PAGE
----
Earlier today, the European Broadcasting Union issued a statement on the impact of the coronavirus on Eurovision 2020. The EBU noted that they were exploring “different potential scenarios”. And now one of these scenarios appears to have been revealed. Natalijo Gorščak, a director at Slovenia’s broadcaster RTV SLO, has spoken about a potential plan B for Eurovision 2020.
Commenting on RTV SLO’s general response to the impact of the coronavirus, Gorščak mentioned the EBU’s plan B for Eurovision. It would be used if it becomes impossible to host the show entirely in Rotterdam. Gorščak explained:
“At the EBU, they are preparing as if Eurovision will still be held. I am personally in touch with management who has a Plan B, which suggests that we [national broadcasters] will become more involved. In Slovenia, this is supposed to be in the studio. If this scenario were to be fulfilled, each member would play their recording of the performance, then probably someone [hosting in Rotterdam] would link it. That’s what they’re thinking. They are still discussing everything, but in principle, they are still acting as if Eurovision will be held in Rotterdam.”
Her statement suggests that if it’s decided that it would be unsafe for the acts to travel to Rotterdam, they could stay in their home country and perform their song remotely, at a local television studio.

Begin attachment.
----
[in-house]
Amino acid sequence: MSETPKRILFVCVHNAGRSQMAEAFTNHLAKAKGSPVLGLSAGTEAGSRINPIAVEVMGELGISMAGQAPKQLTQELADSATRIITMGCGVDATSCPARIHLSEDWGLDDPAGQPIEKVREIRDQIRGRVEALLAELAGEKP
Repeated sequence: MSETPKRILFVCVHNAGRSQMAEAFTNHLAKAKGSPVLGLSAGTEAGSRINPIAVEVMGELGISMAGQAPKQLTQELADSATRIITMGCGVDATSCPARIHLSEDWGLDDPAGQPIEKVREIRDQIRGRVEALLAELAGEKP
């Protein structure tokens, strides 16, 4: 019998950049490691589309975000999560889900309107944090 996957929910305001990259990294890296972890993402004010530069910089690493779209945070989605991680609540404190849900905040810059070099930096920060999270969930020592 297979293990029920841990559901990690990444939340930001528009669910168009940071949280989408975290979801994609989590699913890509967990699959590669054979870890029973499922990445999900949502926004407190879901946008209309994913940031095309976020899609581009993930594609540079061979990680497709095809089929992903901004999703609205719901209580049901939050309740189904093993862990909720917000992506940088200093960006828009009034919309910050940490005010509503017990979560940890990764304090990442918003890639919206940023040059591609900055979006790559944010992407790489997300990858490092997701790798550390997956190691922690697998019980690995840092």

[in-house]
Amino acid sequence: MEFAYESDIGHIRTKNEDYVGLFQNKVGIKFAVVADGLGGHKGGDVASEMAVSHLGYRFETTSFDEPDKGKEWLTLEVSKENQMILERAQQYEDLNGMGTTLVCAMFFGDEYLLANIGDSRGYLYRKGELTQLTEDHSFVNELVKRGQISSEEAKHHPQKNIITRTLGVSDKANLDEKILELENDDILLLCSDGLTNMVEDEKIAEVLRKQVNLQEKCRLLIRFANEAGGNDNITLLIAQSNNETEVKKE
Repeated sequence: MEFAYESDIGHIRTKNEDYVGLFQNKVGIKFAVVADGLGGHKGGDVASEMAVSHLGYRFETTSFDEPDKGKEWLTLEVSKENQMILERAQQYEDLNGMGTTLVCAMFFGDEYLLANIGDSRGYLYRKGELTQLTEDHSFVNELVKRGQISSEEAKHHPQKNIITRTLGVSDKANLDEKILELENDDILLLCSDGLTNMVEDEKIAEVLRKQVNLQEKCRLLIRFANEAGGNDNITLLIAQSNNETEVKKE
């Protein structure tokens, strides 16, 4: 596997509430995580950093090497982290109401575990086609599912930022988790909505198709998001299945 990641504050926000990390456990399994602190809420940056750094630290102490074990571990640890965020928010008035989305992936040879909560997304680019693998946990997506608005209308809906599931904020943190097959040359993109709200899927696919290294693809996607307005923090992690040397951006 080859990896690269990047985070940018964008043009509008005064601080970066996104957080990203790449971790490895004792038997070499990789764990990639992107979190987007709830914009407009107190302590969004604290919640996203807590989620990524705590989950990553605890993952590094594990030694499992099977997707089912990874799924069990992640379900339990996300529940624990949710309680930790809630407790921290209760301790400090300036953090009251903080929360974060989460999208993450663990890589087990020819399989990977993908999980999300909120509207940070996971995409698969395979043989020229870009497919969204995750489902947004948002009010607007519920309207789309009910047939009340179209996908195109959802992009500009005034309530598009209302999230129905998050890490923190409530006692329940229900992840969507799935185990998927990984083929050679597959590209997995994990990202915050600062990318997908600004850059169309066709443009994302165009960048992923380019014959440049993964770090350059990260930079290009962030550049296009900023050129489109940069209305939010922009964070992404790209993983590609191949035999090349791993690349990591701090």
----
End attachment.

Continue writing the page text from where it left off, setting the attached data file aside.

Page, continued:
Some fans are already criticising this potential format, noting that the participating broadcasters of Eurovision have different types of production facilities. Some broadcasters do not have the resources to produce shows that look as slick as others.
However, this plan has not been explicitly confirmed by the EBU, nor has the EBU released any details of it.
Eurovision and live satellite links
In a regular Eurovision show, most content is either performed live on stage or is played from pre-recorded clips (for example, postcards). In most years, only content broadcast remotely is usually the jury points section. This is delivered by spokespeople connecting live from their country. While these segments usually go smoothly, sometimes the link to some countries is lost, causing delays.
The concept of a remote performance was earlier proposed in 2017. Russia’s act Julia Samoylova was unable to travel to Kyiv as she faced a travel ban from the Ukraine government.
As a workaround, the EBU proposed that she could perform in Russia, with her performance getting linked up via satellite to the main Eurovision show. However, Russian broadcaster Channel One rejected the proposal. They said, “We feel it’s a strange offer — remote participation — and that it contradicts the very meaning of the event.”
Eurovision 2020 and Coronavirus
But whatever plan B the EBU has, Gorščak’s remarks make it clear that this is ONLY a back-up option. As she also said, planning is continuing for a Rotterdam-hosted show.
Earlier on Friday, the EBU confirmed that plans for Eurovision 2020 are continuing. In a statement, the organisation said that it is too early to make any final decisions regarding the contest.